In their response, Keen and Standish propose the following dynamics:

[A]round a Keen outcome ${\bf q}^K$, we get $$ \frac{d{\bf q}}{dt}=\sum_j{\frac{\partial\pi_i}{\partial q_j}\left(q_j-q^K_j\right)} $$Right off this math is confusing. Apparently, what they mean is $$ \frac{dq_i}{dt}=\sum_j{\frac{\partial\pi_i}{\partial q_j}\left(q_j-q^K_j\right)} $$ This suggests that they have in mind $$ {\bf F}\!\left({\bf q}\right)\equiv\boldsymbol{\pi}\!\left({\bf q}\right)-\boldsymbol{\pi}\!\left({\bf q}^K\right) $$ which, by construction yields ${d{\bf q}}/{dt}=0$ when ${\bf q}={\bf q}^K$. This much is true

*no matter what ${\bf q}^K$ is chosen.*It is also a very strange strategy for firms to employ. Firm $i$ expands only if it has profits in excess of its benchmark profits $\pi_i\!\left({\bf q}^K\right)$, and contracts only if it has profits below its benchmark. Clearly, the symmetric collusive oligopoly is not stable according to this dynamical system. If all firms start by underproduce by some tiny amount, then they will all reduce their outputs to zero.

If marginal costs are constant, then the eigenvalues are determined by the zeroes of $$ \left|\begin{array}{cccc}\left(\lambda-P+\mathrm{MC}\right)-q_1P'&-q_1P'&\cdots&-q_1P'\\-q_2P'&\left(\lambda-P+\mathrm{MC}\right)-q_2P'&\cdots&-q_2P'\\\vdots&\vdots&\ddots&\vdots\\-q_nP'&-q_nP'&\cdots&\left(\lambda-P+\mathrm{MC}\right)-q_nP'\end{array}\right| $$ so $\lambda\in\left\{P-\mathrm{MC}+QP',P-\mathrm{MC}\right\}$. That is, profitability ($P>\mathrm{MC}$) implies instability.

Even if marginal costs are not constant, if any two firms have identical cost structures, there is no ${\bf q}$ which is both stable and symmetric. Stability is in general achieved when smaller firms are driven out of the industry and the market is monopolized by a single firm.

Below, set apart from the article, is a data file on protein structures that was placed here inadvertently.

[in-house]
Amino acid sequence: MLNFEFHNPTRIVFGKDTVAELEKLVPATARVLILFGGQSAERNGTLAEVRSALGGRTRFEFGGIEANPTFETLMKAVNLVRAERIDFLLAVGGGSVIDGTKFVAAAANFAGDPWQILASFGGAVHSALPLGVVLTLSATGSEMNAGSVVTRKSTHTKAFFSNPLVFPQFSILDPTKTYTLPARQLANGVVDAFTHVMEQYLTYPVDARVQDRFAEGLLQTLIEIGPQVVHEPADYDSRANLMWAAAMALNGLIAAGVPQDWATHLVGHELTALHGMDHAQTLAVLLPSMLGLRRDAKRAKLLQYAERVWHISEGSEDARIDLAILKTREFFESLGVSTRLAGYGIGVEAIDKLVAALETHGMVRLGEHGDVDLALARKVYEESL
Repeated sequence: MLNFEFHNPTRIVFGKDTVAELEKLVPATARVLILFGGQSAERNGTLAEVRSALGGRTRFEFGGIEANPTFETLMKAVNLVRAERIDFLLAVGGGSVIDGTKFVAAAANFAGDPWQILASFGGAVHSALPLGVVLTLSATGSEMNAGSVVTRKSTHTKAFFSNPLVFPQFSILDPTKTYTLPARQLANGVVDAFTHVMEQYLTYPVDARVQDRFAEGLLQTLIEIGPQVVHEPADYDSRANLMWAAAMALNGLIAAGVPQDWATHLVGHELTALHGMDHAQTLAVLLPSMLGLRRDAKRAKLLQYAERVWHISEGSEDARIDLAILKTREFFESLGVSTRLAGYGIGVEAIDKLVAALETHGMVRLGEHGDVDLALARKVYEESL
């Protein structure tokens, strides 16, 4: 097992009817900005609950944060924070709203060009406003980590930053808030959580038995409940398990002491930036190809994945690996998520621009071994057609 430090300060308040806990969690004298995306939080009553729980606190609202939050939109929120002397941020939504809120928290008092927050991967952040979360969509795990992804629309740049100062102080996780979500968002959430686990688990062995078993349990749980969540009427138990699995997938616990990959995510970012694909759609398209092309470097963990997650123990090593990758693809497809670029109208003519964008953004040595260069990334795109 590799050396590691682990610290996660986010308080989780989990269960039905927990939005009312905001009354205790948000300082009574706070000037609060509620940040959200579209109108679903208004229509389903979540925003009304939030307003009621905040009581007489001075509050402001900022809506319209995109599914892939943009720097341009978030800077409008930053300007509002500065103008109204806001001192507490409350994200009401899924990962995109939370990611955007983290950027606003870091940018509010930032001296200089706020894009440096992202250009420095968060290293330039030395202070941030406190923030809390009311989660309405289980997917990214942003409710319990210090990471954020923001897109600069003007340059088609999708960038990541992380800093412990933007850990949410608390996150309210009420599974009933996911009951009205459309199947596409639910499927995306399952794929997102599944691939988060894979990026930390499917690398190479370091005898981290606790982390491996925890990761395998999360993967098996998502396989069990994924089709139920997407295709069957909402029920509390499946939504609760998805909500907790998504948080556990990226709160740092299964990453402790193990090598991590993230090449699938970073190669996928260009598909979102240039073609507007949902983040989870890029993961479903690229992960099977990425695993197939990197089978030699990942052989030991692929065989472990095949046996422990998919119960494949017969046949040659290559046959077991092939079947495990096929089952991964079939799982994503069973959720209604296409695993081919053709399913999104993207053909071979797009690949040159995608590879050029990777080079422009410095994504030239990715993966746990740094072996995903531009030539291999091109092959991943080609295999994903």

In Figure 1, we see 25 simulations of a duopoly ($n=2$) with costs and demand parameterized as in their earlier example. The initial output for each firm is randomly selected to be within 2 percent of the proposed equilibrium. Each simulation is seen as a line, with a marker at the end of each run– the ${\bf q}$ at time $t=0.1$ from simulation start.

Figure 1: Simulations of Keen-Standish Dynamics

Keen and Standish write

The condition describes not an equilibrium point, but rather an equilibrium manifold of constant total market production, which is stabilised by the agents ensuring that if any agent were to cause the system to stray from this manifold, then all agents will follow suit, causing that agent to not enjoy its advantage for long. Any rational agent will then return to the fold.which is a

**funny way of saying that they believe firms with higher initial production ruthlessly drive out the competition until the industry turns into a monopoly. Note that this is nothing like their earlier agent simulations in which equilibrium market shares are predictable without dependence on the initial firm choices. Keen and Standish may invoke (pdf) the movie**

*really**War Games*(“A strange game. The only winning move is not to play.”) but their response brings to mind

*Highlander*. “There can be only one!”

However, the math in their response makes no sense to begin with, so the dynamical system Keen and Standish have in mind may be differ from the one analyzed above. Still, a Cournot-like strategy where firms move toward their best response to the current price such as $$ {\bf F}\!\left(q_1,q_2\right)\equiv\left[\begin{array}{c}a-c\\a-c\end{array}\right]-\left[\begin{array}{cc}2b+d&b\\b&2b+d\end{array}\right]\left[\begin{array}{c}q_1\\q_2\end{array}\right] $$ shows globally stable dynamics. Figure 2 shows this strategy simulated with each firm’s output initialized randomly to within 50 percent of the Cournot-Nash result.

Figure 2: Simulation of a Cournot-like Dynamics

This alone does not imply that either dynamic system describes optimal firm behavior; such would require still an appropriately defined firm objective such as $$ \Pi_i\!\left[{\bf q}\!\left(t\right)\right]=\int^\infty_0{\rho^t\pi_i\!\left[{\bf q}\!\left(t\right)\right]dt} $$ Rather, the examples demonstrate that Keen and Standish’s response respecting this thread is in fact math salad.

In Part 8, we will consider their response to my criticism of their computer simulations.

Read my original Comment (including Technical Appendix) at

*World Economic Review*.

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